I want to show America how it is possibly to create community on the spot, to indulge daily in impulsive and combustive generosity. This is my performance art, and maybe this is what will finally break the ice. 

Please visit and make a donation if you can. We still need money for groceries/gas/medical equipment. 

Saturday, March 1, 2014

22 Veterans Commit Suicide Every Day: Where are they?

I'm sure that you've heard the statistic that 22 veterans commit suicide every day. You can find thousands of articles on-line talking about it.

I've been working on an art project that coincides with my run that brings this to statistic to light. I'm glad that this information has been brought to our attention, but I don't know what we are supposed to do with it.

When we hear this statistic over and over in the news, we become desensitized to the information. We forget the enormity of every single one of those losses, forget that every single one of these men and women were just like us-- human beings. They had dreams, families, knowledge, and wisdom that they will now never have the chance to impart to us.

My performance art project was to paint 22 portraits of 22 veterans who have taken their own lives on 22 rocks and carry them in a backpack with me while I run across the United States. I would start with one rock in CA, adding one every five days, until I ended up with 22 in New York. This was to say that I am willing to carry the burden of this loss. I am willing to feel the weight of this problem myself, because I believe it is something that we all should be feeling. Gandhi said that we must be the change that we want to see in the world.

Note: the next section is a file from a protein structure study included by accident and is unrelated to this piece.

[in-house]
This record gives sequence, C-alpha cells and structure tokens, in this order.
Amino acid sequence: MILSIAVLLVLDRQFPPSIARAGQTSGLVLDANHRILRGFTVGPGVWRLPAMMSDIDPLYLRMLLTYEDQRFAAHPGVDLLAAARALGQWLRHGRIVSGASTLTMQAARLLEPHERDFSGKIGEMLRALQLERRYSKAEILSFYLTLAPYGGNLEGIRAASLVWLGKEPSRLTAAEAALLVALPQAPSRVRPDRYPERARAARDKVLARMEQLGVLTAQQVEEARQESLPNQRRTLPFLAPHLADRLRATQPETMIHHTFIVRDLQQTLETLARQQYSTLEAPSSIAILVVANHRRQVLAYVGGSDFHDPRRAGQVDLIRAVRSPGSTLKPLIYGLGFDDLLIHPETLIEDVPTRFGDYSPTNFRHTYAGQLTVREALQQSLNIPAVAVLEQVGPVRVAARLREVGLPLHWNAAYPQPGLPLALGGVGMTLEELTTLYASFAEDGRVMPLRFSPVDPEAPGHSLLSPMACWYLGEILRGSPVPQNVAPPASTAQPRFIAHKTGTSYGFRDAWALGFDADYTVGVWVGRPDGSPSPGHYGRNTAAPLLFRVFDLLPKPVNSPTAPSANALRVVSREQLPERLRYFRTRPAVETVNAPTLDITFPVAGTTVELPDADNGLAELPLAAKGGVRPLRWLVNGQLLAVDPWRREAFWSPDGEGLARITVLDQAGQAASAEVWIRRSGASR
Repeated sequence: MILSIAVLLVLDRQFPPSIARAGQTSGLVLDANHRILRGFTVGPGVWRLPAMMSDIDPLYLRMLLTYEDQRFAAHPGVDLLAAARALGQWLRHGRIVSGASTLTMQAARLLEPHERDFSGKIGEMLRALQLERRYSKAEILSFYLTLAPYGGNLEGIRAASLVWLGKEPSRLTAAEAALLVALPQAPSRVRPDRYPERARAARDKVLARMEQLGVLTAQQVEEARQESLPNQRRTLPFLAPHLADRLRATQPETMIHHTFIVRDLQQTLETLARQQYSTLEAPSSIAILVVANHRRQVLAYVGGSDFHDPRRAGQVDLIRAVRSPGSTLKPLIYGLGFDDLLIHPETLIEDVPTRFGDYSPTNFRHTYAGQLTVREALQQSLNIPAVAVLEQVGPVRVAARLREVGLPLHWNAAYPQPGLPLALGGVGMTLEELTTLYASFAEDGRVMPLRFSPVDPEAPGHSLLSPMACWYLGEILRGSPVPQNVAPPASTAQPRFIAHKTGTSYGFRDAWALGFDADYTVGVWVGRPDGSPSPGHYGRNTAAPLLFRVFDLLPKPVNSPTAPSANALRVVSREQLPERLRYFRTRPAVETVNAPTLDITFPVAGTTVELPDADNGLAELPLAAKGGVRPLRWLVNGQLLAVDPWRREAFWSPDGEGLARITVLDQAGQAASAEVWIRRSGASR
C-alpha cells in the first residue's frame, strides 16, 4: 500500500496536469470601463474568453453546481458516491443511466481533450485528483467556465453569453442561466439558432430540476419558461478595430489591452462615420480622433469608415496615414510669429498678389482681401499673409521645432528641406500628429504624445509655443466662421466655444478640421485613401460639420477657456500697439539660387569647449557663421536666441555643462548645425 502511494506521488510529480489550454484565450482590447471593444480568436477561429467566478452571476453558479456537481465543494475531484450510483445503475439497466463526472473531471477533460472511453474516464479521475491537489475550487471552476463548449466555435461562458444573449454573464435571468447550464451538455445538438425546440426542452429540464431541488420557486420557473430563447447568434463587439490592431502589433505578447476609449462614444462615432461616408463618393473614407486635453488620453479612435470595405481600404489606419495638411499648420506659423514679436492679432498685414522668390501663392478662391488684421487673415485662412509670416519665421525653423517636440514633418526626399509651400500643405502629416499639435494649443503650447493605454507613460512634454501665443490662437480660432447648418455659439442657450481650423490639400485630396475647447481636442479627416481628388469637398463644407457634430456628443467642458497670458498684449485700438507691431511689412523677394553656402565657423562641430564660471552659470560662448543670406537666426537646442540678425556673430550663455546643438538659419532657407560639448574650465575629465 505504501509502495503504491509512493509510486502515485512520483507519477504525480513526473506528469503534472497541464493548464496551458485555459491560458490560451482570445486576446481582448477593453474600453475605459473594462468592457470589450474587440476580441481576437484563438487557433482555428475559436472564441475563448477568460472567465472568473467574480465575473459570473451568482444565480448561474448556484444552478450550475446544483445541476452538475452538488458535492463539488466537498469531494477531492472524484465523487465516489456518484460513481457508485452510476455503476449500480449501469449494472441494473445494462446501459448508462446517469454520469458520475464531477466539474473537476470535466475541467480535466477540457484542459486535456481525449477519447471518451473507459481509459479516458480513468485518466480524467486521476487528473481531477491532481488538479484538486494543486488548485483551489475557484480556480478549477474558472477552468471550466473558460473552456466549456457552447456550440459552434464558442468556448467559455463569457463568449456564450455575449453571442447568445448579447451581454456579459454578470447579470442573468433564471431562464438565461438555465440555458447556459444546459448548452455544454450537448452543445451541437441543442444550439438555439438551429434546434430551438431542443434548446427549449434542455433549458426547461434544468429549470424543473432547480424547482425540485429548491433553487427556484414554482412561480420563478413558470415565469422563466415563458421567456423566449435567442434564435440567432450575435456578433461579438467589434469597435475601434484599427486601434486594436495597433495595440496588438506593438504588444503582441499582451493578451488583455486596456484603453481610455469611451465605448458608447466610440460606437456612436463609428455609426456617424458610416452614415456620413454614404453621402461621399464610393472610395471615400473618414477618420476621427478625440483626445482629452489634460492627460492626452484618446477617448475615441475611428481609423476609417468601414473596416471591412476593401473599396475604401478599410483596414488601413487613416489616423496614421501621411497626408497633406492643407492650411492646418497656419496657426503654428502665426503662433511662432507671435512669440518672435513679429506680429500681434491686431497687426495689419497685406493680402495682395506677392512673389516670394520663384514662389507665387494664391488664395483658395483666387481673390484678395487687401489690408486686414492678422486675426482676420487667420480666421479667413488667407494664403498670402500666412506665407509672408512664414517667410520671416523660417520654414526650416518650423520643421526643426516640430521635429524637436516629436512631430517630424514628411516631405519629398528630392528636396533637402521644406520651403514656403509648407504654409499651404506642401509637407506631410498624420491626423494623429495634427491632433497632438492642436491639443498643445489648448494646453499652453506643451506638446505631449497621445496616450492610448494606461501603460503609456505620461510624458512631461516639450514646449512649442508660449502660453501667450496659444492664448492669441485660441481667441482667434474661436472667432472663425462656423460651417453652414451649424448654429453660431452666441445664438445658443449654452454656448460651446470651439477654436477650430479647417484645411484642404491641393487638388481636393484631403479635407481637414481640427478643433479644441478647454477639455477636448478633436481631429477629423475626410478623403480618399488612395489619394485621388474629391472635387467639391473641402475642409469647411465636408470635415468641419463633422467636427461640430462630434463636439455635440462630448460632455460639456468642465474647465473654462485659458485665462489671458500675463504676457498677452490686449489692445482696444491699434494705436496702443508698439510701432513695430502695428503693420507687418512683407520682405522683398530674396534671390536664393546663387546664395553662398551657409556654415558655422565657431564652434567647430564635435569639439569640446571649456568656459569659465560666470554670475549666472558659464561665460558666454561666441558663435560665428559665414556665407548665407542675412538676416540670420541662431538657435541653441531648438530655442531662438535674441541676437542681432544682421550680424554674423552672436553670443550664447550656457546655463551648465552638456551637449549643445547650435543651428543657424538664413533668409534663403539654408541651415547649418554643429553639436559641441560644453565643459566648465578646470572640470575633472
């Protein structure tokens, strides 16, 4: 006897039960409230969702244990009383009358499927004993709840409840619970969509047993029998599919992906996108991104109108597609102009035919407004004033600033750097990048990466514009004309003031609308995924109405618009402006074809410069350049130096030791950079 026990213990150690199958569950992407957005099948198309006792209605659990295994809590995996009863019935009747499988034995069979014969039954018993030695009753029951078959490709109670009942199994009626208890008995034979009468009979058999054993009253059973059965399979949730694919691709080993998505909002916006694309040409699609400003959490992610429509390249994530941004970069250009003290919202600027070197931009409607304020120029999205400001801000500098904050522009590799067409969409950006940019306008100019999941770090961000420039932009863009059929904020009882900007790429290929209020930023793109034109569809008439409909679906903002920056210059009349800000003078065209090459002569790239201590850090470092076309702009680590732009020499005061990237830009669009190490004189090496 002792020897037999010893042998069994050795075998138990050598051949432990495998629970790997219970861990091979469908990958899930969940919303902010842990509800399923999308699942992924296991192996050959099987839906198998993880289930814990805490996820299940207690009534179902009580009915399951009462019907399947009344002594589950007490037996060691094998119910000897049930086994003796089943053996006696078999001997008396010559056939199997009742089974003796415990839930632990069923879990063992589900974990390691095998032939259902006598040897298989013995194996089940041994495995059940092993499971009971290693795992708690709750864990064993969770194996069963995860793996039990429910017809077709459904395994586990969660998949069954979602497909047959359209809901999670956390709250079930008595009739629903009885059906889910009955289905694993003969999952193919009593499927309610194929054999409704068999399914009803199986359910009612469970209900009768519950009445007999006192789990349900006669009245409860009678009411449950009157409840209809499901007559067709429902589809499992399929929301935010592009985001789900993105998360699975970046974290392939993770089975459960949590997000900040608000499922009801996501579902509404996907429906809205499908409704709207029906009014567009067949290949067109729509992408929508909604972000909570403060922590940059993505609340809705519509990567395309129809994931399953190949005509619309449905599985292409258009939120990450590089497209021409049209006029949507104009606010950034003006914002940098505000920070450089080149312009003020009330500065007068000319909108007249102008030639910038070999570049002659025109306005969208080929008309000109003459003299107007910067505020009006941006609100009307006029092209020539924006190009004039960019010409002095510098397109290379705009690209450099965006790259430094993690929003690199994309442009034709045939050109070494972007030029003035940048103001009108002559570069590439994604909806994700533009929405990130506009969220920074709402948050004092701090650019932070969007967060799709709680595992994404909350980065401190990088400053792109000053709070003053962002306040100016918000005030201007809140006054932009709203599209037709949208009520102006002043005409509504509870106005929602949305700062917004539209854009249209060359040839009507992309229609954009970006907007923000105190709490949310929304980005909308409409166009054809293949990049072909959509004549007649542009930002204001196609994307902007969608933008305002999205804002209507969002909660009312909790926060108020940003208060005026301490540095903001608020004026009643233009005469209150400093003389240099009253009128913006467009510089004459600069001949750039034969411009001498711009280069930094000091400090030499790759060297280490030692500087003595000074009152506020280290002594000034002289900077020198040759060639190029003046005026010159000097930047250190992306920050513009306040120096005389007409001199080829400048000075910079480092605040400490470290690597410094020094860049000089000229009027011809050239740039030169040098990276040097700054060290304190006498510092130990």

I truly believe that in our current society and culture, it is not until we personally feel the full weight of problems like these (either through experience or empathy) that we find the impetus to change.

However, I've run into a problem.

I can't find any information on veterans who have committed suicide. If twenty-two veterans are dying every day, then why don't we hear about who they are?

Daniel Somers: one of the only veterans whose story
was made available to the public when his parents
published his suicide note. 
After months of searching for names, and pictures, and stories, and coming up with next to nothing,  I've come to the realization that suicide is one of those life events that deeply cuts everyone who is close to the victim. Suicide leaves anger, confusion, blame, sadness, regret, and guilt in its wake more than any other cause of death.  I try to empathize with those who have lost the ones that they love to suicide, and it's hard. It's never happened to me. But I can imagine that it would be devastating. And I suppose that it is not really something that I would enjoy talking about, especially with a reporter or a writer.

But...100,000 veterans have committed suicide since September 11, 2001. Shouldn't we be talking more about it?

I might be making an assumption, but this seems like an indicator of a much bigger problem. If we don't study it, how will we ever improve? How will we ever be able to change? How is it that the most dangerous part of the military now is coming home? What does this say about our country and our culture?

How am I supposed to honor 22 fallen veterans on my run when I cannot even find out who they are?